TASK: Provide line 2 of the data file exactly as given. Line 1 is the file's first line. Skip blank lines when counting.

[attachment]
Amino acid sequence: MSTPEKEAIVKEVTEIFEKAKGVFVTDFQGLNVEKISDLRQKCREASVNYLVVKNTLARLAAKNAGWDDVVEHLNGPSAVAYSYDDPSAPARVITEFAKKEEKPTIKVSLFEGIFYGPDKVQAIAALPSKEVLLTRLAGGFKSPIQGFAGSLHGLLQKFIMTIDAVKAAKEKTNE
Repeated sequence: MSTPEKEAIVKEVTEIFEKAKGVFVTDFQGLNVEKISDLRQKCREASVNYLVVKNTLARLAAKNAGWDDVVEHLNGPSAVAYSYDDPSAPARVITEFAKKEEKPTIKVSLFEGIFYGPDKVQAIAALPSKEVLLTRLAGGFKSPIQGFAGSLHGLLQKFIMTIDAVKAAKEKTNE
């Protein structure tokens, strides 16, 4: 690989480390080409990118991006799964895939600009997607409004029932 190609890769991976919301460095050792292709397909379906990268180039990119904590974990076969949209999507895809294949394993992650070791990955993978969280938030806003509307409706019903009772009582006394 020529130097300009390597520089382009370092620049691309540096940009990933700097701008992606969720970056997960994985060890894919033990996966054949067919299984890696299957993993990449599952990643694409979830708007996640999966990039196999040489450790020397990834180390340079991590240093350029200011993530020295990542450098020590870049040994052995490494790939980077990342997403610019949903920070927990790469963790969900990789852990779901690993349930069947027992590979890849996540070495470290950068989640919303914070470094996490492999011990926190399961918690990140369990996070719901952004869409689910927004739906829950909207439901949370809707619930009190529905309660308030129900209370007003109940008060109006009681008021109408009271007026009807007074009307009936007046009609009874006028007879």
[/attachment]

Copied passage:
Repeated sequence: MSTPEKEAIVKEVTEIFEKAKGVFVTDFQGLNVEKISDLRQKCREASVNYLVVKNTLARLAAKNAGWDDVVEHLNGPSAVAYSYDDPSAPARVITEFAKKEEKPTIKVSLFEGIFYGPDKVQAIAALPSKEVLLTRLAGGFKSPIQGFAGSLHGLLQKFIMTIDAVKAAKEKTNE